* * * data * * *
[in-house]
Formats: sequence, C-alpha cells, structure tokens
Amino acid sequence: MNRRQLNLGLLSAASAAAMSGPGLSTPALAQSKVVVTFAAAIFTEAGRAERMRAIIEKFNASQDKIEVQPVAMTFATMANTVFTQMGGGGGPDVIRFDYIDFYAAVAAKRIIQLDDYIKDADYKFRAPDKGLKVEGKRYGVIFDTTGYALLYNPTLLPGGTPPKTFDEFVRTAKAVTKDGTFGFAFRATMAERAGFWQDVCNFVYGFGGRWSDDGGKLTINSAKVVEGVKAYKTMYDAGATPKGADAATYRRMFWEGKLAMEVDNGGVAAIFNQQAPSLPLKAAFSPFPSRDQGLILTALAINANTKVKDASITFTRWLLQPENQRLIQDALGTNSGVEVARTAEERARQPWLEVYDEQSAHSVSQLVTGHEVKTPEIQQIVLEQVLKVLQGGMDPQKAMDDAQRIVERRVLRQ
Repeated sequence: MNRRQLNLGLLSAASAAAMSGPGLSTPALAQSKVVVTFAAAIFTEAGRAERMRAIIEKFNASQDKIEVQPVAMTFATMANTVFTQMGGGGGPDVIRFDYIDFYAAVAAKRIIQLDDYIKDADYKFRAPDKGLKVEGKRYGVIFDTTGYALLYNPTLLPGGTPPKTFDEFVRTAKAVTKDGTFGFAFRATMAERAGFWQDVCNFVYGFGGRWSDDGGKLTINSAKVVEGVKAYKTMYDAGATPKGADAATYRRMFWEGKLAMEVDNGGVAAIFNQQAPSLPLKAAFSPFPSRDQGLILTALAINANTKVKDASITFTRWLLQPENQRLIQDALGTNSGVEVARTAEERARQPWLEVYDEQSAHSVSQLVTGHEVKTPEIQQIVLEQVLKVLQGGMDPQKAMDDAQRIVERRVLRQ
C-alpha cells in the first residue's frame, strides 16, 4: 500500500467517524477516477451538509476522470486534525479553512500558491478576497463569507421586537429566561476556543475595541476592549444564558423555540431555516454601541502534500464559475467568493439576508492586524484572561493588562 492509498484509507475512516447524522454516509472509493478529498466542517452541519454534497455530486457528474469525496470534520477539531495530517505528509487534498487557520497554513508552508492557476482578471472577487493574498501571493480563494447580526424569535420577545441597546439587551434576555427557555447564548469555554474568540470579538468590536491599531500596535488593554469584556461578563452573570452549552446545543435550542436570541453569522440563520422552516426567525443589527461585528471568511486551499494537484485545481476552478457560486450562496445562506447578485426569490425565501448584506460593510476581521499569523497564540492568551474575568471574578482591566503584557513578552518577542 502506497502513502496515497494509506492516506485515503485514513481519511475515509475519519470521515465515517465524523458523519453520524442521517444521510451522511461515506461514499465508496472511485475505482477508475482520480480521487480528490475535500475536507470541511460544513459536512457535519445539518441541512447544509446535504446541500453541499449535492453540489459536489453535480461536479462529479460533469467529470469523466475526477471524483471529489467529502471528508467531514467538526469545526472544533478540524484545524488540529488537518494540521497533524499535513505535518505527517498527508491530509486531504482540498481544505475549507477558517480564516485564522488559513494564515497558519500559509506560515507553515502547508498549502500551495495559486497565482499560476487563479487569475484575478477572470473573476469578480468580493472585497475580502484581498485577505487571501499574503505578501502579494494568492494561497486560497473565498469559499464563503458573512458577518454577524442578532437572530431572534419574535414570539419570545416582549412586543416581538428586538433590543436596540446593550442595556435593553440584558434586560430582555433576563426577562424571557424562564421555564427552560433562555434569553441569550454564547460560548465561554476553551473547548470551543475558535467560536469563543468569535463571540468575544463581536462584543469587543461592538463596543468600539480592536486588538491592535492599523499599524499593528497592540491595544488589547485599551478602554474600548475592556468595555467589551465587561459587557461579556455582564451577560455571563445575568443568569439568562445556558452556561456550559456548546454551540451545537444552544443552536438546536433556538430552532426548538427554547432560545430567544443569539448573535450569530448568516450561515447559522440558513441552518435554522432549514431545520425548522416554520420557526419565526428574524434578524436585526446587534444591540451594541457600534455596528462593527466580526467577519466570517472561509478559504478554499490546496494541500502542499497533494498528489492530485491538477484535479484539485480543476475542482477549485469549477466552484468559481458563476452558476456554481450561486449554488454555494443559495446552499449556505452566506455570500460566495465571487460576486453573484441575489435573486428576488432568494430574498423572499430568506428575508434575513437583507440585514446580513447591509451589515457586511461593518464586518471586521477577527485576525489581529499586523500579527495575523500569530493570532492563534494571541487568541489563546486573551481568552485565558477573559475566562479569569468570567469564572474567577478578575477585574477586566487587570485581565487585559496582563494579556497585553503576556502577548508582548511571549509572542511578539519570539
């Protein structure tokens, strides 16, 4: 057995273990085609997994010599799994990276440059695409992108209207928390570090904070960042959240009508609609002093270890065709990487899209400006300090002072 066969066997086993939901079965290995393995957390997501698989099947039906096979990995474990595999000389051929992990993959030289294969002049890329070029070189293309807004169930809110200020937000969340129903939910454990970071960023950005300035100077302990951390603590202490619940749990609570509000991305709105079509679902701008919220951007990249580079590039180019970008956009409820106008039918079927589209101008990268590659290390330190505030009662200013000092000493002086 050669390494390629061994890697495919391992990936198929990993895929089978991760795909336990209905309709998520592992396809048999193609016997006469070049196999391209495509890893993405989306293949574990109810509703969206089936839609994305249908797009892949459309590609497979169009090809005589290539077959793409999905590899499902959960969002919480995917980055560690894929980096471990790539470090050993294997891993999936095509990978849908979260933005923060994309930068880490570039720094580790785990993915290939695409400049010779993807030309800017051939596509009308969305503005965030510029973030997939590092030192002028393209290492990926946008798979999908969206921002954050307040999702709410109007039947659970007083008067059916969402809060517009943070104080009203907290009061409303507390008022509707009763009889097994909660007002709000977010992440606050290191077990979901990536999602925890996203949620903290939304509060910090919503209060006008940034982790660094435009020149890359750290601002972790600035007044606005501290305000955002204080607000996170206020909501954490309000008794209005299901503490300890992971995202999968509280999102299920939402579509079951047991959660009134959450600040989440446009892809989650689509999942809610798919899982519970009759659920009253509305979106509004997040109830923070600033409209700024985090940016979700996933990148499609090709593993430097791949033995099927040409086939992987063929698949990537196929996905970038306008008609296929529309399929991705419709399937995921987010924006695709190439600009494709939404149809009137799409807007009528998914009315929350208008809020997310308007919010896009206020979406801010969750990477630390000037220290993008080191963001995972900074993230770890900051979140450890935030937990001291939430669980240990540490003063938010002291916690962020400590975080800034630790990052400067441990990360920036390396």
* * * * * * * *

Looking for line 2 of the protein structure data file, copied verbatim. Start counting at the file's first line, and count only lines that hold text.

Formats: sequence, C-alpha cells, structure tokens